Alan: It can be frustrating. I was watching an episode of Parenthood the other night that was like that. In one scene you’ve got cancer, and you’ve got post-traumatic stress disorder, and then you’ve got a teenage boy getting caught fooling around with his girlfriend. You know? It’s like, “Uh, one of these is a bit more compelling than the other.”

Matt: It can be maddening. But I respect it in the case of something like Treme, because it’s indicative of David Simon’s worldview, which I think comes out of having worked in the world of general interest daily newspapers, where you have all these different sections telling stories of varying degrees of seriousness. Even though there are certain stories that are marked as more important than others by virtue of placement on the front page, ultimately, when you hold the entire newspaper in your hand, you get a sense of all things being equal.

That’s why there’s something humbling about Treme. Rationally, we know that every one of is us but an extra in the drama of life, and so forth, even though each of us thinks we’re the lead. But David Simon’s dramas are adamant in driving that home.

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10 Comments

  • Plashy | December 11, 2012 3:04 PMReply

    Love the book, Alan! People who read it might also be interested in this article that gets into why cable dramas since the "golden age" (Sopranos, Wire, et. al) haven't quite been able to live up to the greatness that pre-dated them.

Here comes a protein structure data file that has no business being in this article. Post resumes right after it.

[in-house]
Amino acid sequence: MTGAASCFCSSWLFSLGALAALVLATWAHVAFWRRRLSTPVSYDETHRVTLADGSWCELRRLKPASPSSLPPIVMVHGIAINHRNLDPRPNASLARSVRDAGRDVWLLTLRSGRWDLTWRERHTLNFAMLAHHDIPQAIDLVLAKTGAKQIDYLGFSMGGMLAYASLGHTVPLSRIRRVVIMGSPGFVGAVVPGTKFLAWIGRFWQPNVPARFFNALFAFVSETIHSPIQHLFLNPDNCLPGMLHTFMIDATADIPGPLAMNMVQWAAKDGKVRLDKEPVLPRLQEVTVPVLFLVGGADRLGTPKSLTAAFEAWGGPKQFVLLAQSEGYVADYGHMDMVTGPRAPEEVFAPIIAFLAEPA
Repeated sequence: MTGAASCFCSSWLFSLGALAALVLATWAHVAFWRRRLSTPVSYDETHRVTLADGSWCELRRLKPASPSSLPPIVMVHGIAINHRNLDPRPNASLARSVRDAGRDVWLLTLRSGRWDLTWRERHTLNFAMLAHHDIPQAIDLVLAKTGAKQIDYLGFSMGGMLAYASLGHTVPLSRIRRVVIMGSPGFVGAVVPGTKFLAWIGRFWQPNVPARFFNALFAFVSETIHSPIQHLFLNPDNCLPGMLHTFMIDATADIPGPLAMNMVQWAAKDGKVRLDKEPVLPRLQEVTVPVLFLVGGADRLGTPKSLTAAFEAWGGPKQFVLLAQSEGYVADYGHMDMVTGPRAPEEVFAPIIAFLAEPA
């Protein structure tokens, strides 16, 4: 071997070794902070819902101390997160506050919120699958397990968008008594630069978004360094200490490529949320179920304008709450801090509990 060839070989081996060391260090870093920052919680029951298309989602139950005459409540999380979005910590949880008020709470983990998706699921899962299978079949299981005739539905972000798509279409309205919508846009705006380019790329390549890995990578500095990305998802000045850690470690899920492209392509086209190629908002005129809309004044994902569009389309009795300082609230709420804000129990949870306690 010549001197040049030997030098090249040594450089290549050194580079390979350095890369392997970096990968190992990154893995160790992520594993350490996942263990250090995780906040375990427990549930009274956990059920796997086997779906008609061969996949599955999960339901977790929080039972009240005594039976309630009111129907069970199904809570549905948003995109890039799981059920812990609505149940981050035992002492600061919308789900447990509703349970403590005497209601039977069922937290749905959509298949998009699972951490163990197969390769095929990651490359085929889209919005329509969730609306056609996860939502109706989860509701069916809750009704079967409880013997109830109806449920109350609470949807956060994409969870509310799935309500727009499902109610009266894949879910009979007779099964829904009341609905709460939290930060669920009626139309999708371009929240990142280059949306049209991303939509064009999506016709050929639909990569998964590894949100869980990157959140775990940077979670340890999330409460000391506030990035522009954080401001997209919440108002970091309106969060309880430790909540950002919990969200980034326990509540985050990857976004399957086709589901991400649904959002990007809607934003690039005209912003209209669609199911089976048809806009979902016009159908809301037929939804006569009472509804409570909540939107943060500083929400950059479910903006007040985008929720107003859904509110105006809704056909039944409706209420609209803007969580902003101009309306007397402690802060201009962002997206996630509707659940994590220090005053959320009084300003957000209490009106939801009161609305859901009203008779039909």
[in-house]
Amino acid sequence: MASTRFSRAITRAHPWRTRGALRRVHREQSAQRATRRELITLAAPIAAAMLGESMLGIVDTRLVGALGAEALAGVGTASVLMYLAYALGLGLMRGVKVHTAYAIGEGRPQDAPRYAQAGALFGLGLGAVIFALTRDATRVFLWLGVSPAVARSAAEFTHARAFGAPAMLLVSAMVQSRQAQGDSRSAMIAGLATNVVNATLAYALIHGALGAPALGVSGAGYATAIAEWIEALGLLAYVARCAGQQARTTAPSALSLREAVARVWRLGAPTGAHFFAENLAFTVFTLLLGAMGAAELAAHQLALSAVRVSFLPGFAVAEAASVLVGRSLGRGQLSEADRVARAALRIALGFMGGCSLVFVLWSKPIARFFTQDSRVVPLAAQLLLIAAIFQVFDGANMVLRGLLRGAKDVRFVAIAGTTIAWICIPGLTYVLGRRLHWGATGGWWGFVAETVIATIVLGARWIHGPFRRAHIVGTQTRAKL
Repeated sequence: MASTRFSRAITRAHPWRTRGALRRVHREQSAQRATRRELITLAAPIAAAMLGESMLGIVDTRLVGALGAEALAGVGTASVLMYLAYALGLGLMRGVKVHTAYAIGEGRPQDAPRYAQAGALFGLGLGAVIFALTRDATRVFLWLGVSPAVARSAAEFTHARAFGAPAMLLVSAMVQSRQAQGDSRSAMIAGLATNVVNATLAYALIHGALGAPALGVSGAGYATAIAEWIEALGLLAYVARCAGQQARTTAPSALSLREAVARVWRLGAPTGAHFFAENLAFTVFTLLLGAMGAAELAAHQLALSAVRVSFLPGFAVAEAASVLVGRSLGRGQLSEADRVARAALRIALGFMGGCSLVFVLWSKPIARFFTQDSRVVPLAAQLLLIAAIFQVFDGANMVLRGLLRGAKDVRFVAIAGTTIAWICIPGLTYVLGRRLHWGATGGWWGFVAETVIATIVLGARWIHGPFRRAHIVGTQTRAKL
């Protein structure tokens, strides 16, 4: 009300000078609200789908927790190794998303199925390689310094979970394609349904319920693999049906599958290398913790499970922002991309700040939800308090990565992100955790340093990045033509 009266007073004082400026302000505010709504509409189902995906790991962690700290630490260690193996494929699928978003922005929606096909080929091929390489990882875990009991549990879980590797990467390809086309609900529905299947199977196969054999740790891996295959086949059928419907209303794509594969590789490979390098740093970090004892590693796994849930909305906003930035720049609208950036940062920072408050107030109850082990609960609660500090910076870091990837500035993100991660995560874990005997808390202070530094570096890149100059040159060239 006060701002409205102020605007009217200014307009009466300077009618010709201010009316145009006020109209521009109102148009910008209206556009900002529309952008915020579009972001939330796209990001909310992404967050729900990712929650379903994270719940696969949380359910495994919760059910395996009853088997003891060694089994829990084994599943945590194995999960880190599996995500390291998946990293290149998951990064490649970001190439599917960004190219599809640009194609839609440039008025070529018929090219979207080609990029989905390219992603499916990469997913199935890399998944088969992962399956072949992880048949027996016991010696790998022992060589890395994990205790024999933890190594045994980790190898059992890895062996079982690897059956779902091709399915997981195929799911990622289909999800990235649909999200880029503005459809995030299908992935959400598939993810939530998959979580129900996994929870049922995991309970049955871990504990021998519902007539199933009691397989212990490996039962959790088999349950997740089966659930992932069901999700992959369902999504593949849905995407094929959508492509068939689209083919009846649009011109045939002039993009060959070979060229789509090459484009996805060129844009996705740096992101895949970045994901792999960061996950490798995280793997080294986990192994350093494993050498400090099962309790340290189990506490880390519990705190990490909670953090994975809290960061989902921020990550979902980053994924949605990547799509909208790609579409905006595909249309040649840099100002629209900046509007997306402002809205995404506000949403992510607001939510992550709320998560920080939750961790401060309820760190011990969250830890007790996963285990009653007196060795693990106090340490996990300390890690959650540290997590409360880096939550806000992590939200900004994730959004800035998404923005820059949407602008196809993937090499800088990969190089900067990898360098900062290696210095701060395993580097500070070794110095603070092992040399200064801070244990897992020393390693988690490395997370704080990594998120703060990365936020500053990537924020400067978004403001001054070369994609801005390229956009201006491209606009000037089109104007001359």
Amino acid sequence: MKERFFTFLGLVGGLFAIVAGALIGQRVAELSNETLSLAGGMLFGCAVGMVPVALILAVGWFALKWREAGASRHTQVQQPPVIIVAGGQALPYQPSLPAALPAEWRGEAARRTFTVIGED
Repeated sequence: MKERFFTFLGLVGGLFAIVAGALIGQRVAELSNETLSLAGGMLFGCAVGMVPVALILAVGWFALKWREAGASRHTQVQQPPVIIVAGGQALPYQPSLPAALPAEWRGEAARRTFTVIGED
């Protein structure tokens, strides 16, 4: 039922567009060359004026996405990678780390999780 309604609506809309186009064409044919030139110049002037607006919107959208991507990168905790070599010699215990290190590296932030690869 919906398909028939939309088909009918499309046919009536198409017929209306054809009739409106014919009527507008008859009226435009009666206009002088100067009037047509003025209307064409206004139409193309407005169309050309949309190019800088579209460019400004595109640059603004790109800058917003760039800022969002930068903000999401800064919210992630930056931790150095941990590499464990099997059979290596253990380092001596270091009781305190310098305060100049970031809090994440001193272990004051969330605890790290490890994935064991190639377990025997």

Interesting read: http://ahorizontalmyth.wordpress.com/2012/12/11/bad-lessons-learned-from-great-television-pt-1/

  • Halloran | November 30, 2012 9:10 PMReply

    Also, regarding current shows -- Alan you really hit the sweet spot with this book, because nothing on the air now compares with The Sopranos and The Wire. Mad Men is the only thing that comes remotely close, but its central conceit is so poor -- the self-made, artificial man who sells artifice LITERALLY has a secret identity! Homeland has the same problem -- the agent who personifies post-9/11 American paranoia and self-doubt is LITERALLY crazy! Homeland has also already resorted to the kind of insane, ridiculous plot contortions that only Breaking Bad has ever pulled off with any dexterity and in-the-moment believability.

    Seriously, when did subtext and text become the same thing with these shows? That was part of The Sopranos' genius -- leaving much under the surface to be initially misunderstood, endlessly debated, and extracted years later by smart folks like you guys.

  • Mos | November 30, 2012 9:38 PM

    Very true although I do love Mad Men and do think it's in the same class as the Sopranos. I have grown wary of some of the more ridiculous plot contortions in Breaking Bad. It's funny, someone commented on my site that I should explain the ending of Lost. I have maybe seen 2 episodes and it just didn't connect. The Sopranos has really spoiled me for other shows. They just can't touch it.

  • Mos | November 30, 2012 8:53 PMReply